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Israel and Sunni Arab nations are allies, says senior Israeli official

Despite having no diplomatic relations with the Gulf states Israeli officials increasingly see Saudi Arabia and the UAE as allies against Iran
Dore Gold is director general of Israel's foreign ministry and an adviser to Benjamin Netanyahu (AFP)

The director of the Israeli foreign ministry has publicly referred to Sunni Arab nations as being Israel’s allies, according to a report on Thursday in Haaretz.

Foreign Ministry Director General Dore Gold, who previously served as Israel’s ambassador to the United Nations, twice referred to his “Sunni Arab allies” in a presentation in New York addressing the recent Iranian nuclear deal.

“What we have is a regime on a roll that is trying to conquer the Middle East,” Gold said, referring to Iran.

“And it’s not Israel talking, that is our Sunni Arab neighbours – and you know what? I’ll use another expression – that is our Sunni Arab allies talking.”

Gold did not specify which Sunni Arab nations he was speaking about in his speech, however, he has been seen this year engaging with senior figures from Gulf nations.

In June, eyebrows were raised when Gold held a public meeting with retired Saudi general and former top advisor to the Riyadh government, Anwar Eshki, at the Washington-based Council on Foreign Relations.

At the meeting both men agreed that Iran is the top threat to regional security. Bloomberg News reported at the time that Israel and Saudi Arabia, who officially have no diplomatic relations, have held at least five clandestine meetings to discuss Iran over the past five years.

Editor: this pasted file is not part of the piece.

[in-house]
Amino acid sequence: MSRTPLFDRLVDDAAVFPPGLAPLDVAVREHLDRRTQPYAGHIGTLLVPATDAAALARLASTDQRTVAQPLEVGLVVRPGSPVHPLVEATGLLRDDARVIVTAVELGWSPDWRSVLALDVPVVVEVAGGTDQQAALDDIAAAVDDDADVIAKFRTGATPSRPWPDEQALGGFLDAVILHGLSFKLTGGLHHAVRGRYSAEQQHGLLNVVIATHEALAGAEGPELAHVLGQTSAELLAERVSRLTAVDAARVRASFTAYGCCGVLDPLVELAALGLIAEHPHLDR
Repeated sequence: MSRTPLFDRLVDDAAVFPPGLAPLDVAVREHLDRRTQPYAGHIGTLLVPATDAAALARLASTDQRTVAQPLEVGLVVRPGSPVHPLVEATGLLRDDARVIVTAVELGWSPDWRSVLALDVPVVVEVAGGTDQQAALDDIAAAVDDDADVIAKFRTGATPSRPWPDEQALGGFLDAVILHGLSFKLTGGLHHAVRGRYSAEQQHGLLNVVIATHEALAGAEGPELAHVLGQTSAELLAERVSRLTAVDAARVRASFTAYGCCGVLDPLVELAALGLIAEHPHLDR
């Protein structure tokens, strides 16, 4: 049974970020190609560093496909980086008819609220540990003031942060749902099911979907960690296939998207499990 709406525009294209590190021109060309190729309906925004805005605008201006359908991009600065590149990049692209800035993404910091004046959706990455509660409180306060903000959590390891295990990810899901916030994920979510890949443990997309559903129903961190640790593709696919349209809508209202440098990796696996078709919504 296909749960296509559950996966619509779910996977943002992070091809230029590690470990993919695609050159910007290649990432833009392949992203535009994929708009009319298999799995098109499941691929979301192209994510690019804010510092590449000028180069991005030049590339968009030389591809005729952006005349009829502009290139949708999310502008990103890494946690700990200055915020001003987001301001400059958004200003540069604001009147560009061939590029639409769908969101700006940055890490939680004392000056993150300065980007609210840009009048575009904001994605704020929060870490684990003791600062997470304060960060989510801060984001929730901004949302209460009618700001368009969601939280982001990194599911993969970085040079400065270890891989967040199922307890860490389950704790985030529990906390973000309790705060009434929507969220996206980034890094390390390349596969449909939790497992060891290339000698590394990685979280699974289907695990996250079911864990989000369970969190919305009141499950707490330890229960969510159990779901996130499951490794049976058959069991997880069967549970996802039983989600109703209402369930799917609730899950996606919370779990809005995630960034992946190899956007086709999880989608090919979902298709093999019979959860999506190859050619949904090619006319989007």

Retired Israeli general Shimon Shapira said of Saudi Arabia: “We discovered we have the same problems and same challenges and some of the same answers.”

Qatar and Oman allowed an Israeli embassy to be opened on their territory during the mid-1990s but they have since been closed due to protests over Israel’s treatment of Palestinians.

The United Arab Emirates, another country that officially has no diplomatic ties with Israel, was revealed by Middle East Eye last year to be allowing regular semi-covert flights between the two countries. Middle East Eye later revealed that Abu Dhabi has a mass civil surveillance system installed by an Israeli-owned company.

Public relations between Israel and Sunni Arab states are sensitive because of the latter’s stated opposition to the occupation of the Palestinian Territories. Sensitivities are raised higher too because of public opposition in the Gulf to Israel’s ongoing perceived mistreatment of the Palestinians.

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